4 Topic Period Keywords Tweets Users #musicmonday Dec 8,28 Sep 24,2 #musicmonday 745,972 83,659 Boyle April Sep 24,2 Susan Boyle, #susanboyle 264,52 46,72 Jackson Jun 25 Sep 24,2 Michael Jackson, #michaeljackson, #mj 3,84,488,232,865 Table : Summary information of three events considered to construct the labeled collection 8K 7K 25K Daily number of tweets 6K 4K 2K Daily number of tweets 5K 3K K Daily number of tweets 2K 5K K 5K Jul/ Aug/ Sep/ Time (days) (a) #musicmonday Jun/2 Jul/2 Aug/2 Time (days) (b) Michael Jackson Apr/ Jun/ Aug/ Time (days) (c) Susan Boyle Figure 2: Daily number of tweets for the three events analyzed their tweets containing spam words, whereas non-spammers typically do not post more than 4% of their tweets containing spam word. This huge discrepancy also reflects the early stage of the spamming process on Twitter. Although a single mechanisms like a spam word mechanism could filter most of the spam tweets posted today, such metric can be easily manipulated by spammers. The last attribute we analyze is the average fraction of hashtags per tweet posted per user. Figure 3 (c) shows the for this metric. As expected, spammers post a higher fraction of hashtags per tweet. We noted that in our labeled collection some spammers post a large number of popular hashtags, spanning a large number of different trending topics within a single tweet. In general, the analysis of these attributes show that characteristics of the tweet content have potential to differentiate spammers from non-spammers. 4.2 User behavior attributes User attributes capture specific properties of the user behavior in terms of the posting frequence, social interactions, and influence on the Twitter network. We considered the following metrics as user attributes: number of followers, number of followees, fraction of followers per followees, number of tweets, age of the user account, number of times the user was mentioned, number of times the user was replied to, number of times the user replied someone, number of followees of the user s followers, number tweets receveid from followees, existence of spam words on the user s screename, and the minimum, maximum, average, and median of the time between tweets, number of tweets posted per day and per week. In total, we have 23 attributes about the user behavior. Next, we show in detail three characteristics of user behavior: the number of followers per number of followees, the age of the user account, and the number of tweets received. Figure 4 shows the for these attributes. We can clearly note by Figure 4 (a) that spammers have a high ratio of followers per followees in comparison with non-spammers. try to follow a large number of users as attempt to be followed back, which does not happen for most of the cases. This behavior makes the fraction of followers per followees very small for spammers. Figure 4 (b) shows the age of the user account. usually have new accounts probably because they are constantly being blocked by other users and reported to Twitter. Lastly, we look at the number of tweets posted by the followees of the spammers. Figure 4 (c) shows that non-spammers receive a much large amount of tweets from their followees in comparison with spammers. Some spammers do not even follow other users and just focus on quickly post spamming after the account is created. Other metrics such as the number of times the user was mentioned by other users and number of times the user was replied can be useful to differentiate spammers and promoters, since they capture the notion of influence of the users in the Twitter network []. 5. DETECTING SPAMMERS In this section, we investigate the feasibility of applying a supervised learning algorithm along with the attributes discussed in the previous section for the task of detecting spammers on Twitter. In this approach, each user is represented by a vector of values, one for each attribute. The algorithm learns a classification model from a set of previously labeled (i.e., pre-classified) data, and then applies the acquired knowledge to classify new (unseen) users into two classes: spammers and non-spammers. Note that, in this paper, we created a labeled collection. In a practical scenario, labeled data may be obtained through various initiatives (e.g., volunteers who help marking spam, professionals hired to periodically manually classify a sample of users, etc). Our goal here is to assess the potential effectiveness of the proposed approach as a first effort towards detecting spammers. We continue by presenting, in Section 5., the metrics used to evaluate our experimental results. Section 5.2 describes the classification algorithm, i.e., the classifier, and the experimental setup used. 5. Evaluation metrics To assess the effectiveness of our classification strategies we use the standard information retrieval metrics of recall, precision, Micro-F, and Macro-F [3]. The recall (r) of a class X is the ratio of the number of users correctly classified to the number of users in class X. Precision (p) of a class X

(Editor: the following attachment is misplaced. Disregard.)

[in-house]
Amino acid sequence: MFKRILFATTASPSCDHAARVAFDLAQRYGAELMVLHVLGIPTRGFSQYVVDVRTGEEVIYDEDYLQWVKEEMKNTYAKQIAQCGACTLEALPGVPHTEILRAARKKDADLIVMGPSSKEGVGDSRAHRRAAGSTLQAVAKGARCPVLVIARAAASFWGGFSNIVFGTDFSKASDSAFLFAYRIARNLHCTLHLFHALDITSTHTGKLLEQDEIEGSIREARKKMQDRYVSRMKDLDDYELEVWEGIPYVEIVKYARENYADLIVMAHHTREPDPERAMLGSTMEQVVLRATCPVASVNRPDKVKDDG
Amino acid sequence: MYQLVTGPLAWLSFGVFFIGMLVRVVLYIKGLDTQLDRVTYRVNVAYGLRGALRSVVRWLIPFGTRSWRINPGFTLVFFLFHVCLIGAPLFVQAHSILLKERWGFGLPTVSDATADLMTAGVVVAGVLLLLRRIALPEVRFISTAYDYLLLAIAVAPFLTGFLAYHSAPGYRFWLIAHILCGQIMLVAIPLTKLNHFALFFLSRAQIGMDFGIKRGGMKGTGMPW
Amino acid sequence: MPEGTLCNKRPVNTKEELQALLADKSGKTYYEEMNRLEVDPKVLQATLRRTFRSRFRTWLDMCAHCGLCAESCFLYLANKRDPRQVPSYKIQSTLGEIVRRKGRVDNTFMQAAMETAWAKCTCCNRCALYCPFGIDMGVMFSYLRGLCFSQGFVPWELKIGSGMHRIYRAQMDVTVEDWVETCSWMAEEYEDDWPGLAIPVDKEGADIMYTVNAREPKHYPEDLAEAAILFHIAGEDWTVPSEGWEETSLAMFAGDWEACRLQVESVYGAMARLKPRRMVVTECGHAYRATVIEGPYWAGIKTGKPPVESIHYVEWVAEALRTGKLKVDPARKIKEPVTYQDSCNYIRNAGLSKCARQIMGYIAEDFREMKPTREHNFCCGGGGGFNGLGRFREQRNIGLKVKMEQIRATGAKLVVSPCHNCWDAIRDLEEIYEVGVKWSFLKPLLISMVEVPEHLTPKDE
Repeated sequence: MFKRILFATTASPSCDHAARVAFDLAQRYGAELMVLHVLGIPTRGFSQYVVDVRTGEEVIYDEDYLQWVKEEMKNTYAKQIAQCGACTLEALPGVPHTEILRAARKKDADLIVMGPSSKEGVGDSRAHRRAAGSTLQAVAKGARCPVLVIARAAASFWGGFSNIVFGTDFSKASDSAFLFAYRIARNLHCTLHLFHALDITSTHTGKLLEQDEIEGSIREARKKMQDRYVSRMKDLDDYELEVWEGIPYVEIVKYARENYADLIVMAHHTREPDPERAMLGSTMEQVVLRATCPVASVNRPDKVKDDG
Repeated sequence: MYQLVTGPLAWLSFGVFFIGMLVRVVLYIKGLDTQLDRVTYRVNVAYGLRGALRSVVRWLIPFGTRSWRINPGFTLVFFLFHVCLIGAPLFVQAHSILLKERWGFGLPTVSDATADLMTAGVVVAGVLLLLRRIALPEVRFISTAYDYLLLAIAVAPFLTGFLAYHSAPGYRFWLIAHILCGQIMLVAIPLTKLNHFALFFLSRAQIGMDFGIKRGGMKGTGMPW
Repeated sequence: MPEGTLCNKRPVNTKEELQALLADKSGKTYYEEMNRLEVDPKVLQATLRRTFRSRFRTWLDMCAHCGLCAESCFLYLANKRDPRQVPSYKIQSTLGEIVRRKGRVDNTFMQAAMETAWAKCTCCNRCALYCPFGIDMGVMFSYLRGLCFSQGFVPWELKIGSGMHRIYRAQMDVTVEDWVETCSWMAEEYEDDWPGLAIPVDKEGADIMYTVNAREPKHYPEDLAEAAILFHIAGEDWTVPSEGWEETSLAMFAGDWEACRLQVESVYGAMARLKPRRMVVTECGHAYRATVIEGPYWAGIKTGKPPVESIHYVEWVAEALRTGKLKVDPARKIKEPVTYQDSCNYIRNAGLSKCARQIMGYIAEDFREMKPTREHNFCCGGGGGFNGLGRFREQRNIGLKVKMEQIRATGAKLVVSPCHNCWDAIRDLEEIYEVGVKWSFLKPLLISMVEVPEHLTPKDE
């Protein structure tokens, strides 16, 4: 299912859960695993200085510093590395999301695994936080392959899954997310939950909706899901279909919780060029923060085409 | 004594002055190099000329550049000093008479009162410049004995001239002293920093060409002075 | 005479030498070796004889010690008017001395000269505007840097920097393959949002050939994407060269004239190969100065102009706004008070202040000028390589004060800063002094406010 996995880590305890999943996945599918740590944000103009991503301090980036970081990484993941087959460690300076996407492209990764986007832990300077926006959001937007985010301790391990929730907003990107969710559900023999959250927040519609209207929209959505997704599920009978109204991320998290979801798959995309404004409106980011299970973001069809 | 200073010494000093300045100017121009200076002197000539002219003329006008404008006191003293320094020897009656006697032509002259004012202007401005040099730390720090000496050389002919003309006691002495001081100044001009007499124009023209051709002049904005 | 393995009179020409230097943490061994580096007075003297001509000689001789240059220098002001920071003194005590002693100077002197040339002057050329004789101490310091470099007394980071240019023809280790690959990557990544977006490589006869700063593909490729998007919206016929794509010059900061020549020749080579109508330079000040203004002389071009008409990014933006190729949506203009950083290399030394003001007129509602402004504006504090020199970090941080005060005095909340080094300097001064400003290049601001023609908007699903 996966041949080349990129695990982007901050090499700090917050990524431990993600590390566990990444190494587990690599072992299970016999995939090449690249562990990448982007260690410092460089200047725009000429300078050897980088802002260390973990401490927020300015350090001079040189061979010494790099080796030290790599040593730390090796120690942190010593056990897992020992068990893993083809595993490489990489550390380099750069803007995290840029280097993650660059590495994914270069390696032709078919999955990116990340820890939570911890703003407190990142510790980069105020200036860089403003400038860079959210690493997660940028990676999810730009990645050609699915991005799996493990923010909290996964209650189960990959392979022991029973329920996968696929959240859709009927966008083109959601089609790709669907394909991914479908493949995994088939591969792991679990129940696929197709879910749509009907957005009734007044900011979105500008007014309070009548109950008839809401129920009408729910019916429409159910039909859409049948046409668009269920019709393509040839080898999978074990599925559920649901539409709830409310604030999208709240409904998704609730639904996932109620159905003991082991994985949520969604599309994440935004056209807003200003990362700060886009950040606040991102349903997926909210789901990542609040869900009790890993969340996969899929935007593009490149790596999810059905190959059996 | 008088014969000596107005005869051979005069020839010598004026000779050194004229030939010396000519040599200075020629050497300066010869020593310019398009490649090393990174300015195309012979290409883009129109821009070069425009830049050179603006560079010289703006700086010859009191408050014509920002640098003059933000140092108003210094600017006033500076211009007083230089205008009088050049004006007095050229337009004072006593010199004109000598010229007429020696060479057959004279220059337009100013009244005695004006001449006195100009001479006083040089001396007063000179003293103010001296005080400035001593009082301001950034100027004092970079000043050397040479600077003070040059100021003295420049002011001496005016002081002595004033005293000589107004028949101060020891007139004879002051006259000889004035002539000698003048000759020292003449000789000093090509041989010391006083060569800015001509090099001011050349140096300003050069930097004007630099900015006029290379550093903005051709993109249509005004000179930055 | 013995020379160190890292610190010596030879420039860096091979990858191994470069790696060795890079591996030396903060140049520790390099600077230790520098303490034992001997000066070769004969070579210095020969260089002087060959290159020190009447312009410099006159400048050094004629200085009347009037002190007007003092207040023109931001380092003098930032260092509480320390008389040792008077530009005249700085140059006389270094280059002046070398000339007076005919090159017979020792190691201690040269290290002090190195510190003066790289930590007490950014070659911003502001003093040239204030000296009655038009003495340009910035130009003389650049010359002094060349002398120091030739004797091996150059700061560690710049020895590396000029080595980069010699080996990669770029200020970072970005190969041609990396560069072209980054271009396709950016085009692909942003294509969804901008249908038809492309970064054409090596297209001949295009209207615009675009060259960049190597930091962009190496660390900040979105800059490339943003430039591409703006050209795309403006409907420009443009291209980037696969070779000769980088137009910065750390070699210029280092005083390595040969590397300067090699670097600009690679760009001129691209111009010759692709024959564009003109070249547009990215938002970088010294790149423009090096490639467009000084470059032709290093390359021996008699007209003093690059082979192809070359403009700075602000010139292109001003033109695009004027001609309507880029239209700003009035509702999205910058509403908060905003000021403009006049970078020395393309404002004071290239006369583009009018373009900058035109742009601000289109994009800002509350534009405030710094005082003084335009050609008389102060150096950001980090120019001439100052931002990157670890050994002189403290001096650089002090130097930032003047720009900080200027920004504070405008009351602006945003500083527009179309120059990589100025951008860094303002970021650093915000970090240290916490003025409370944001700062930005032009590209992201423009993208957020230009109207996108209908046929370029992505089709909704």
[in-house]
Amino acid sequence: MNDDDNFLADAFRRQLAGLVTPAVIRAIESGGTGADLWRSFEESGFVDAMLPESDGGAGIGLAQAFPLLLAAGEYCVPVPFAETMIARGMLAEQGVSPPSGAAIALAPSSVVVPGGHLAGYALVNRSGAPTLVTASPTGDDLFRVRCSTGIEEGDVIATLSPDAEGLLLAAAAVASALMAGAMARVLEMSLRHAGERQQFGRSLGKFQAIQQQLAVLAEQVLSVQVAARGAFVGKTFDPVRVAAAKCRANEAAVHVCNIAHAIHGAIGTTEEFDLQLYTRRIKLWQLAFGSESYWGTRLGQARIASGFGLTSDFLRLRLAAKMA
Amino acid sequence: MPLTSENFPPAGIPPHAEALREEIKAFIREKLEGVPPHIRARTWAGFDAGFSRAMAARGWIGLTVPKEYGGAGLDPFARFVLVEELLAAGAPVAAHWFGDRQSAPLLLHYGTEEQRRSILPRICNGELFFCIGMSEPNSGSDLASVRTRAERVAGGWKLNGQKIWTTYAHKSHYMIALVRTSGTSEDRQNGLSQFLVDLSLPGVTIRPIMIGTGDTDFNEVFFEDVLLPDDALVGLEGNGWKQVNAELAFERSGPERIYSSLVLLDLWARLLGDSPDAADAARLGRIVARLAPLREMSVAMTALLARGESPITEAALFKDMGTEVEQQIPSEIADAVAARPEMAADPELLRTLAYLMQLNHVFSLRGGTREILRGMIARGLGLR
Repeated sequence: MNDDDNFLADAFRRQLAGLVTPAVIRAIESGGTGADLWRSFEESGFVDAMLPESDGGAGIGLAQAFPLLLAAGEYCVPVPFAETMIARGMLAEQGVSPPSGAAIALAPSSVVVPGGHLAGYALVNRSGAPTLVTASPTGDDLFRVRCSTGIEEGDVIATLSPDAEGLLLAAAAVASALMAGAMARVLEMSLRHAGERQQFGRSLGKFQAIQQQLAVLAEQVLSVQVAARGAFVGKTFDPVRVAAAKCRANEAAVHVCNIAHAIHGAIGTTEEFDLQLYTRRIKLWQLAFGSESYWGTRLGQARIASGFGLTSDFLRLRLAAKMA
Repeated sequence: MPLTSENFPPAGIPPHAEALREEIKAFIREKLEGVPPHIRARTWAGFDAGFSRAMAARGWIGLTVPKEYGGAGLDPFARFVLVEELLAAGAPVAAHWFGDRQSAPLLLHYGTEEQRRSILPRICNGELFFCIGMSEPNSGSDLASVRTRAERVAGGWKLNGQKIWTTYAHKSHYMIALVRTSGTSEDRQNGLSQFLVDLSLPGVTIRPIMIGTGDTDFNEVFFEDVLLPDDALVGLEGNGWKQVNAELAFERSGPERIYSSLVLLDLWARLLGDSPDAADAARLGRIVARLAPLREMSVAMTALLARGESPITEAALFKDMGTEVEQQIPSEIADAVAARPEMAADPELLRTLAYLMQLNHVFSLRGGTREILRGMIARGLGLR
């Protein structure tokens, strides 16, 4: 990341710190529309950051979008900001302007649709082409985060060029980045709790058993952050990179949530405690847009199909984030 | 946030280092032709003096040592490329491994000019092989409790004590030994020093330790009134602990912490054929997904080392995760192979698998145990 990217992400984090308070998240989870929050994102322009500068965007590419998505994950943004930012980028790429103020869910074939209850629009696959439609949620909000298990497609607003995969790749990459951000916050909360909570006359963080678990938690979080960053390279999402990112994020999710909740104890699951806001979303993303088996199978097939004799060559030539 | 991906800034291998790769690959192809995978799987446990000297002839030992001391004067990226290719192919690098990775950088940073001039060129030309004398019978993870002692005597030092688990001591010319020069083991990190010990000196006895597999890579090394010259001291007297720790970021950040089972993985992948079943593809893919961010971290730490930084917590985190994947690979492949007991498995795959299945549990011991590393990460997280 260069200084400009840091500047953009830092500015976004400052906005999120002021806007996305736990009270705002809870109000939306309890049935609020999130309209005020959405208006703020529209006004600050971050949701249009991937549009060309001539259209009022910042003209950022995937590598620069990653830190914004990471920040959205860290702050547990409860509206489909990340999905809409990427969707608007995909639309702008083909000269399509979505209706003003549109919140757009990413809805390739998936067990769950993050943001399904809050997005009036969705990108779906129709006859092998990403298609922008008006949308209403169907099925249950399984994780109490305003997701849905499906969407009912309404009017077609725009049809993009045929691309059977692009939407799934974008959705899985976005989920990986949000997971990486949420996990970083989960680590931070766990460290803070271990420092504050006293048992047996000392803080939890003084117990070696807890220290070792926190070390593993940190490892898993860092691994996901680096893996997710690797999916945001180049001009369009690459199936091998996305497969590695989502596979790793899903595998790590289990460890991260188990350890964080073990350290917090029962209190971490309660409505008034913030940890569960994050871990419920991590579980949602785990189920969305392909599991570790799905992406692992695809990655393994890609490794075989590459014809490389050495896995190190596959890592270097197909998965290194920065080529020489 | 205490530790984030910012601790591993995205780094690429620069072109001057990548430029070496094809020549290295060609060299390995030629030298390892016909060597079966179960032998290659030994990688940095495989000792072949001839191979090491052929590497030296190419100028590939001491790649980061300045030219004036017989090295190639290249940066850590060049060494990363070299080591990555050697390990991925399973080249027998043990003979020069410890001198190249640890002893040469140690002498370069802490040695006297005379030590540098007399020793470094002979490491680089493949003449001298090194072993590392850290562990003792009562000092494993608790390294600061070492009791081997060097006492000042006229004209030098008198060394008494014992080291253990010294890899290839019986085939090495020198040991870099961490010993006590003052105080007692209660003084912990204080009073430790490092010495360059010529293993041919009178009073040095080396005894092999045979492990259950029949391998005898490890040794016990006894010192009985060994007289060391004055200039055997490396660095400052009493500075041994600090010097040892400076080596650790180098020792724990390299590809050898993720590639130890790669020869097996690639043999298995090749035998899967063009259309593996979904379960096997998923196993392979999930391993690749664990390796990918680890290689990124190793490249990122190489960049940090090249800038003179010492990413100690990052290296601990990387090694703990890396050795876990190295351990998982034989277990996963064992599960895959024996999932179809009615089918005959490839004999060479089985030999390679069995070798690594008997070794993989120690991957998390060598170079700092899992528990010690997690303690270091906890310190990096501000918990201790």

5 Fraction of tweets with URLs (a) Fraction of tweets containing URLs Fraction of tweets with spam word (b) Fraction of tweets with spam words Hashtags per tweet (average) (c) Average number of hashtags per tweet Figure 3: Cumulative distribution functions of three content attributes Number of followers per number of followees (a) Fraction of followers per followees Account age (days) (b) Age of the user account Number of tweets received (c) Number of tweets received Figure 4: Cumulative distribution functions of three user behavior attributes is the ratio of the number of users classified correctly to the total predicted as users of class X. In order to explain these metrics, we will make use of a confusion matrix [2], illustrated in Table 2. Each position in this matrix represents the number of elements in each original class, and how they were predicted by the classification. In Table 2, the precision (p spam) and the recall (r spam) indices of class spammer are computed as p spam = a/(a + c) and r spam = a/(a + b). Predicted Spammer Non-spammer True Spammer a b Non-spammer c d Table 2: Example of confusion matrix The F metric is the harmonic mean between both precision and recall, and is defined as F = 2pr/(p+r). Two variations of F, namely, micro and macro, are usually reported to evaluate classification effectiveness. Micro-F is calculated by first computing global precision and recall values for all classes, and then calculating F. Micro-F considers equally important the classification of each user, independently of its class, and basically measures the capability of the classifier to predict the correct class on a per-user basis. In contrast, Macro-F values are computed by first calculating F values for each class in isolation, as exemplified above for spammers, and then averaging over all classes. Macro-F considers equally important the effectiveness in each class, independently of the relative size of the class. Thus, the two metrics provide complementary assessments of the classification effectiveness. Macro-F is especially important when the class distribution is very skewed, as in our case, to verify the capability of the classifier to perform well in the smaller classes. 5.2 The classifier and the experimental setup We use a Support Vector Machine (SVM) classifier [9], which is a state-of-the-art method in classification and obtainned the best results among a set of classifiers tested. The goal of a SVM is to find the hyperplane that optimally separates with a maximum margin the training data into two portions of an N-dimensional space. A SVM performs classification by mapping input vectors into an N-dimensional space, and checking in which side of the defined hyperplane the point lies. We use a non-linear SVM with the Radial Basis Function (RBF) kernel to allow SVM models to perform separations with very complex boundaries. The implementation of SVM used in our experiments is provided with libsvm [3], an open source SVM package that allows searching for the best classifier parameters using the training data, a mandatory step in the classifier setup. In particular, we use the easy tool from libsvm, which provides a series of optimizations, including normalization of all numerical attributes. For experiments involving the SVM J parameter (discussed in Section 5.3), we used a different implementation, called SVM light, since libsvm does not provide this parameter. Classification results are equal for both implementations when we use the same classifier parameters. The classification experiments are performed using a 5- fold cross-validation. In each test, the original sample is partitioned into 5 sub-samples, out of which four are used as training data, and the remaining one is used for testing